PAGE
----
Sunday, January 24, 2010

An Evening at Sundance

On Friday I had the opportunity to attend a Sundance gala and film courtesy of work (I was the RSVP contact for a Sundance business event and so I got free tickets to the film and the reception).

I had never been to a gala before, but I figured it was, like most galas I've read about, just an excuse to drink alcohol (and I probably would have enjoyed it more if I had), eat tiny food off of toothpicks that caterers in black bring you, and scan the crowd, looking for interesting/important people that would probably not give you the time of day unless you're also interesting or important (I am neither).

Yep. That's pretty much how the gala was, only we arrived on time and so there was hardly anyone there (definitely no one interesting or important) and it was held at O.C. Tanner, where we could look at incredibly expensive jewelry that was certainly not meant to target people like me who were there because they'd scored a free ticket from work.

I don't care if I ever go to another gala again.

Getting to the film proved to be more exciting than the gala, but not necessarily in a good way. When we got to the Rose Wagner Theatre where the film was being shown, we had to wait to enter the auditorium even though throngs of people were passing us to go into the auditorium. This wouldn't have been such a big deal (because I am not naive and I understand that, like boarding an airplane, some people get to go first) except that these people who were going in did not have a different ticket than I did. Their Gap jeans weren't very different from my Gap jeans and I didn't see anything that suggested they were VIP. But they shuffled in while we waited. And every time I moved to try and find out what was going on, I got yelled at by a grey-haired Sundance volunteer who looked like maybe she needed a Valium. Or I needed one.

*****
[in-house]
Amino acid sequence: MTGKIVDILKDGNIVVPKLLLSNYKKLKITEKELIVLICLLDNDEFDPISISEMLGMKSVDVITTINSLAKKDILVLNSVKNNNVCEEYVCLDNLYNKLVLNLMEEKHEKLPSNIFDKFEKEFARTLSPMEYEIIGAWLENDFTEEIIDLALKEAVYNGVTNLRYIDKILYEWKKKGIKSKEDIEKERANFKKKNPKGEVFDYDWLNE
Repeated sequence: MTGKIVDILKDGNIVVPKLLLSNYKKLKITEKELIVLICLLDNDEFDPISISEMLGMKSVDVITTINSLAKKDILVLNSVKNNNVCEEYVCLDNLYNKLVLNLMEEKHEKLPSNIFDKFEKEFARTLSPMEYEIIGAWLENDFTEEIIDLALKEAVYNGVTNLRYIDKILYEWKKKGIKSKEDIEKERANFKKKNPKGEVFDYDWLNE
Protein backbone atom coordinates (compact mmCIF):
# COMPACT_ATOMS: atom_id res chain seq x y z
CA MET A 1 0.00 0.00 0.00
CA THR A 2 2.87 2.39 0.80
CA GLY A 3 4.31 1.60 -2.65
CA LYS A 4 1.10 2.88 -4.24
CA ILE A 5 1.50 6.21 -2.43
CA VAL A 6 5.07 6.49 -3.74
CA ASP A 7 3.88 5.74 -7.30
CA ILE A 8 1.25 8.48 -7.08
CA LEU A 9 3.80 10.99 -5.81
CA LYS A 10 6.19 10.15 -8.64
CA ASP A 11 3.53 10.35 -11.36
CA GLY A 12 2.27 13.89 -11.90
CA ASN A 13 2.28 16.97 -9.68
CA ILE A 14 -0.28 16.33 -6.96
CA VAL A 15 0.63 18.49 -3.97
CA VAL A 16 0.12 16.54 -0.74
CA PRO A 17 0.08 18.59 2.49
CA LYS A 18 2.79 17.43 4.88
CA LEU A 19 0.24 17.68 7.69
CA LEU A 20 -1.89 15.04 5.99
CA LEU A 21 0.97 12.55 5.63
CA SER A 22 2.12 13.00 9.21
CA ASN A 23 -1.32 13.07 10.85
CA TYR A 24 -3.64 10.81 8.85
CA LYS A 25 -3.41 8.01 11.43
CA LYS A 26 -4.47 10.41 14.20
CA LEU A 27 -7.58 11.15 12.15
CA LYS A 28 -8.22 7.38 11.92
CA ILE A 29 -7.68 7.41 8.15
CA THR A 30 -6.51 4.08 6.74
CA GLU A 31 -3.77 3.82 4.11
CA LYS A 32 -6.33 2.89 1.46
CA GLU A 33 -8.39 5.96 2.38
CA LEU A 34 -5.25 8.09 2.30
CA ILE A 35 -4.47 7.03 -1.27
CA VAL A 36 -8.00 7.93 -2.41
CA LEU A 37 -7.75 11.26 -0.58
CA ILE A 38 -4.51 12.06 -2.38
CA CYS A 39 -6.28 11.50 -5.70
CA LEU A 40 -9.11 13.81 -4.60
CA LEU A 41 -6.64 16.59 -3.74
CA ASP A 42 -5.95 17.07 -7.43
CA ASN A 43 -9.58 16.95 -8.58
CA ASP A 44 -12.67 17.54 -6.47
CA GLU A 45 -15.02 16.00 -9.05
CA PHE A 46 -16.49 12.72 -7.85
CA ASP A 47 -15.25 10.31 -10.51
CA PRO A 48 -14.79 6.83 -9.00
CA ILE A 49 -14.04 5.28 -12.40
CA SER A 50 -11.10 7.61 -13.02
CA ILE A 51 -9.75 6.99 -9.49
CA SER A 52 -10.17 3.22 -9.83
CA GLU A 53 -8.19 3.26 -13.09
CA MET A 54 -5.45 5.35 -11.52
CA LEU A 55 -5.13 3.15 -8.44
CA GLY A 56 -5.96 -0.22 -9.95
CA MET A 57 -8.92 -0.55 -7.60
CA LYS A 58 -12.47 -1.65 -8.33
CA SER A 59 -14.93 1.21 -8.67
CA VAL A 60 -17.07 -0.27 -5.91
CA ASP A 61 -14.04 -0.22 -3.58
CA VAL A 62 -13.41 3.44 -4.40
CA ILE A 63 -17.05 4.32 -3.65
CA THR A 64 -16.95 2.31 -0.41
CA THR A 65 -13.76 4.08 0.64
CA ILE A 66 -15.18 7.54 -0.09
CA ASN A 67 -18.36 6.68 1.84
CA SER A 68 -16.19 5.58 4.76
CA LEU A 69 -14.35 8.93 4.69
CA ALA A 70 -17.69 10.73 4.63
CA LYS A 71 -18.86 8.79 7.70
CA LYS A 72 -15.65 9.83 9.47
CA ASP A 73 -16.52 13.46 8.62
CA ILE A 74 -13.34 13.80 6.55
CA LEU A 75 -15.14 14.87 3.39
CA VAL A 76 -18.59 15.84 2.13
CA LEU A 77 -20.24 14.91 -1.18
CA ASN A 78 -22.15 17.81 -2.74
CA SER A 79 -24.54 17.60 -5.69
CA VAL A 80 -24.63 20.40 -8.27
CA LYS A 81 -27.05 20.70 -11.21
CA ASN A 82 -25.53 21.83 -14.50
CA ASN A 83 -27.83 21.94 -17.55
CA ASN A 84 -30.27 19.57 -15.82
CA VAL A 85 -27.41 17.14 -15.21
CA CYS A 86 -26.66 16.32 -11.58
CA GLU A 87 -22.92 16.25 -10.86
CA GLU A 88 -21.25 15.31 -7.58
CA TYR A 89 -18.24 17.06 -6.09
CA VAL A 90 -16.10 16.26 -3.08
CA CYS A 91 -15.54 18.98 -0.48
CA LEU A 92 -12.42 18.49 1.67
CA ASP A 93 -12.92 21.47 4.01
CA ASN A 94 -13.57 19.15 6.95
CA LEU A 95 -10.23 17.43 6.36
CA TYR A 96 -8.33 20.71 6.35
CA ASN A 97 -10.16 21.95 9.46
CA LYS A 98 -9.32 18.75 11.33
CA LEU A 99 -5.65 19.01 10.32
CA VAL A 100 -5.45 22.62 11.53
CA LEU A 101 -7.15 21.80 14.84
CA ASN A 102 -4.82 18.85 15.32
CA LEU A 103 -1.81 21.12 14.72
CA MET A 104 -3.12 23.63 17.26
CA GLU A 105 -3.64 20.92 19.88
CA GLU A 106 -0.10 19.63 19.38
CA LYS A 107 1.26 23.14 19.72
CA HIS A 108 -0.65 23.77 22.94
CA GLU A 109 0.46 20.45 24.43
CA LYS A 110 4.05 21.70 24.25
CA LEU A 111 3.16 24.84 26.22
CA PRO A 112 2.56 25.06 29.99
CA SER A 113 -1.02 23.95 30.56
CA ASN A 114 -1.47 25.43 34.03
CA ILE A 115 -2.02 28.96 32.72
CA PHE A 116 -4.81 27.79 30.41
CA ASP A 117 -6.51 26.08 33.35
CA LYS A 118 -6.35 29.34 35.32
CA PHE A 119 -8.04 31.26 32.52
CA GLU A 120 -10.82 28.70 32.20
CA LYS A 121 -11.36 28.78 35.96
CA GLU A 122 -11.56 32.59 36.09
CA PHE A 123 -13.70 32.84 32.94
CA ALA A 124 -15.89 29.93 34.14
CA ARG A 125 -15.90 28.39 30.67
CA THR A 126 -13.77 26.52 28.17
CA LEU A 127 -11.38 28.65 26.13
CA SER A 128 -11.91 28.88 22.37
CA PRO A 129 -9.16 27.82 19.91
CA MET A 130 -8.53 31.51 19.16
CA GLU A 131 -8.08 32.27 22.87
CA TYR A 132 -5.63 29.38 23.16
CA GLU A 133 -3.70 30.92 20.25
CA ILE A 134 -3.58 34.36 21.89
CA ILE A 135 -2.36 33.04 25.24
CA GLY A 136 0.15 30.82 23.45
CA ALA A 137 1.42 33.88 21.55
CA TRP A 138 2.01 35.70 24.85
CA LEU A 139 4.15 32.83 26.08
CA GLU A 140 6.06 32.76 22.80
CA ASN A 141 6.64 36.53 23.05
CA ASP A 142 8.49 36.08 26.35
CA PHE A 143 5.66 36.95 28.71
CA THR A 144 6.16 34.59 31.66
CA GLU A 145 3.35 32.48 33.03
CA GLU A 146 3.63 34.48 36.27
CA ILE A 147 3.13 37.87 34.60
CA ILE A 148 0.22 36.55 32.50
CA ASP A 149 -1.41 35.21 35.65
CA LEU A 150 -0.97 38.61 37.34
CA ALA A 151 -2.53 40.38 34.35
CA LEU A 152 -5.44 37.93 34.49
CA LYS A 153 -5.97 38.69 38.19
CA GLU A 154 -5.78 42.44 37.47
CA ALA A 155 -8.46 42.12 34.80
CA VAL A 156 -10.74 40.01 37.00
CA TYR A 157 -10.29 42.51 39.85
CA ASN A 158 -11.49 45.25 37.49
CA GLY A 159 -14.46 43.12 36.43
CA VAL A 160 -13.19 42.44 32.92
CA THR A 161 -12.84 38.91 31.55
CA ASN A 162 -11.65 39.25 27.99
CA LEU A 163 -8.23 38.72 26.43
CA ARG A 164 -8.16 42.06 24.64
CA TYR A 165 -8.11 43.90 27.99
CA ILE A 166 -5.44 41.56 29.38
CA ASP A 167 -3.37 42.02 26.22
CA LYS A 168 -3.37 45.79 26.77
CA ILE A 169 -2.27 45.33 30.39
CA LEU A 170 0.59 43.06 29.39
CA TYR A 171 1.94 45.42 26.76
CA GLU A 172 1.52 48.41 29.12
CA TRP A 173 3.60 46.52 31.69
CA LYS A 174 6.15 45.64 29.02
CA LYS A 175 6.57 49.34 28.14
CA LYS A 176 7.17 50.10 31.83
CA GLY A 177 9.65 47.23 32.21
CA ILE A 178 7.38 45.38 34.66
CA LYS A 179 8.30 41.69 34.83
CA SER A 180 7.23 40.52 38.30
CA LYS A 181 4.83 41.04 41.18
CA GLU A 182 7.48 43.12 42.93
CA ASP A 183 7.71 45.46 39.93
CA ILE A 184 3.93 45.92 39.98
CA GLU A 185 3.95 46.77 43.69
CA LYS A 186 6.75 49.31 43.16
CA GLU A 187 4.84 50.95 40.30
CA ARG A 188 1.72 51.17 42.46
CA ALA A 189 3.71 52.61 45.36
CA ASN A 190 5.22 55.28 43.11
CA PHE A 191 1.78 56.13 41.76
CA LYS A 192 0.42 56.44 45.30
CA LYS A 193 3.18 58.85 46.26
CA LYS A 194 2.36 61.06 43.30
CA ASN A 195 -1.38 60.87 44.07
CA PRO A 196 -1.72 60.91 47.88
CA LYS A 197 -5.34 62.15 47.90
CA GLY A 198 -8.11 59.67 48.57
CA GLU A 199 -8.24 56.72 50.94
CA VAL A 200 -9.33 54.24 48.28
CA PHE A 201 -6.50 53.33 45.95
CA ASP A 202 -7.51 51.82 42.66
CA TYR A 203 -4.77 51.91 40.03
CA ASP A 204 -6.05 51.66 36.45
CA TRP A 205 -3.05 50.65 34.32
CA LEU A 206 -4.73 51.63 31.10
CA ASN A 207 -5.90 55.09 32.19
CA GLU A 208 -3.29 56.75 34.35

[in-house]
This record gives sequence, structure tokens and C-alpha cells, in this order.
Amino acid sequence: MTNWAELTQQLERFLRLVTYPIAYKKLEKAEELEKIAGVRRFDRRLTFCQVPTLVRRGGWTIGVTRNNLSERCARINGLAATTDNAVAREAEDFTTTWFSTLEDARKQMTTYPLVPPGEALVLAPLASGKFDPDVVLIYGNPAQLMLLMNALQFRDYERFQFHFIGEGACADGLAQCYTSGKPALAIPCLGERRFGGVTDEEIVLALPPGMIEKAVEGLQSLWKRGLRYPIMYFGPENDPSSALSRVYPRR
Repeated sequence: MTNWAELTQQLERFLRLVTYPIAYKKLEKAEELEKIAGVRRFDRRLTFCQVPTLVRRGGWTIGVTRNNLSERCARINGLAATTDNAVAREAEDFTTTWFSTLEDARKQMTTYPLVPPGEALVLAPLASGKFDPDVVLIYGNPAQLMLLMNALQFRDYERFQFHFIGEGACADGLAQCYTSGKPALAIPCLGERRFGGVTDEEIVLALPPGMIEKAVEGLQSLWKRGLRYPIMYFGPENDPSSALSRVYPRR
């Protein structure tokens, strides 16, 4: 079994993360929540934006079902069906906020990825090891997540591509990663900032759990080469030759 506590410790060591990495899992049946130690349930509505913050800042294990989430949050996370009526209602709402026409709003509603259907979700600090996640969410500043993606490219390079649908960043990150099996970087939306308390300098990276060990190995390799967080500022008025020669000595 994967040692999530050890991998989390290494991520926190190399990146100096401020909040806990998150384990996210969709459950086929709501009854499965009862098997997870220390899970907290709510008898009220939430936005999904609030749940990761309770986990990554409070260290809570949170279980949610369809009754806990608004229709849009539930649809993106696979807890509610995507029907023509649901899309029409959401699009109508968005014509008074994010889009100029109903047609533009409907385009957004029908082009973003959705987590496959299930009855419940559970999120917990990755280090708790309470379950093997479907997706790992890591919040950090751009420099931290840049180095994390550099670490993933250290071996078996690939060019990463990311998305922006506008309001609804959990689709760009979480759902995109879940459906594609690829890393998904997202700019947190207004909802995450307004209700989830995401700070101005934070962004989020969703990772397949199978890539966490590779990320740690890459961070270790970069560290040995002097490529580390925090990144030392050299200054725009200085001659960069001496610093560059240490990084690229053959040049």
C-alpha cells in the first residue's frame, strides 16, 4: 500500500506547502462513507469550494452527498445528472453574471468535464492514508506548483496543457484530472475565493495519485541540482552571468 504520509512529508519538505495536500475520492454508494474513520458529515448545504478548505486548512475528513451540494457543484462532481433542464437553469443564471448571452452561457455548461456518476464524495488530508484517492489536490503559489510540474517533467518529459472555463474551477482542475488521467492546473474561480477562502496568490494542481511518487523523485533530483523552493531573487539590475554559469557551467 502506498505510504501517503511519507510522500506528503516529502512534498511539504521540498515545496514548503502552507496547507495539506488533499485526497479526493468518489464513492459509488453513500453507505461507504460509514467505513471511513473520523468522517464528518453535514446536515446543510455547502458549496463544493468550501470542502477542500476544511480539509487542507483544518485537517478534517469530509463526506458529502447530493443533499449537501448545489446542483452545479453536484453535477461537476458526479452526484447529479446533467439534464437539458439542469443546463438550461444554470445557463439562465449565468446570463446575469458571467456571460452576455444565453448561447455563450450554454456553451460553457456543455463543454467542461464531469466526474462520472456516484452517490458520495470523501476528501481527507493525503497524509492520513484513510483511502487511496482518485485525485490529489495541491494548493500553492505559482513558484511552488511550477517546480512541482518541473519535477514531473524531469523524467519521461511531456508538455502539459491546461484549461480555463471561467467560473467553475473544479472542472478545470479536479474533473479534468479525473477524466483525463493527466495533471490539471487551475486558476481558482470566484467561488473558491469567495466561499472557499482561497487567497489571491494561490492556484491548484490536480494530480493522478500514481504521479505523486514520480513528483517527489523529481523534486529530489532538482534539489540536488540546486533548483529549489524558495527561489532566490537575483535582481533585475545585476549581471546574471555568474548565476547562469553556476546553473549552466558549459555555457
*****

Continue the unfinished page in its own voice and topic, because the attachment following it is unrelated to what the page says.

Whatever. After we learned we'd gone in the wrong door and that was why we had to wait, they finally let us through. Luckily there were still seats available (they give out more tickets than they have room for) and so we settled in.

The film, Get Low, was just was I needed to destress. Starring Robert Duvall, Bill Murray and Sissy Spacek, the film was original, funny, charming, moving, and thought-provoking. Definitely worthwhile and I was reminded of why I love the indie film scene so much. We all thoroughly enjoyed it and I decided that, even though I think Utah is a boring state to live in 98% of the time (unless you are into the outdoorsy stuff), Sundance redeemed it a little for me.

I was hoping to see Bill Murray, but alas, he was probably busy eating tiny food and buying a diamond-encrusted Rolex at the gala.

Tuesday, January 12, 2010

Read Me, Seymour (A Book Review)

Last Friday, after what seemed like an eternal and what was an exhausting week at work, I came home ready to collapse on my bed and not move again until Saturday morning. To my surprise, there was a book on my bed with a note from my roommate who had just finished the book and thought I might like it.

Extraordinarily pleased, I opened it right away and began reading. From the first page, I was hooked. I was halfway through the book when this same roommate suggested we watch a movie. After the movie was finished, I stayed up until 12:30 because I just had to read the rest of the book. Yes, it was that good.

The New York Regional Mormon Singles Halloween Dance is a memoir told by 27-year-old Elna Baker, a young single adult who's forever trying to reconcile her doubt and her faith as she struggles to find her identity in the bustling streets of New York City.

It's charming. It's witty. It's laugh-out-loud funny. It's thought-provoking and moving. It's also edgy and irreverent at times. Sometimes it was painful. But I loved it because it is refreshingly honest and real. And I do not use the term refreshing lightly; think of an oasis in the middle of the Sahara.

She dares to say what probably many LDS young single adults think but few will admit. After all, it's not often kosher in LDS culture to be candid about sex, doubt or the desire to live in the world when not being of the world disappoints.

There were poignant moments when, even though it was her story, it seemed like mine. To me, that is great writing.

It's not a book that will ever grace the shelves of Deseret Book. In fact, most reviews I've read are polarized; people either love it because they can relate or they hate it because her honesty is too blatant, too edgy.

I was delighted. What a lovely way to spend a Friday night. Thank you, blessed roomie (you know who you are) for that little gem.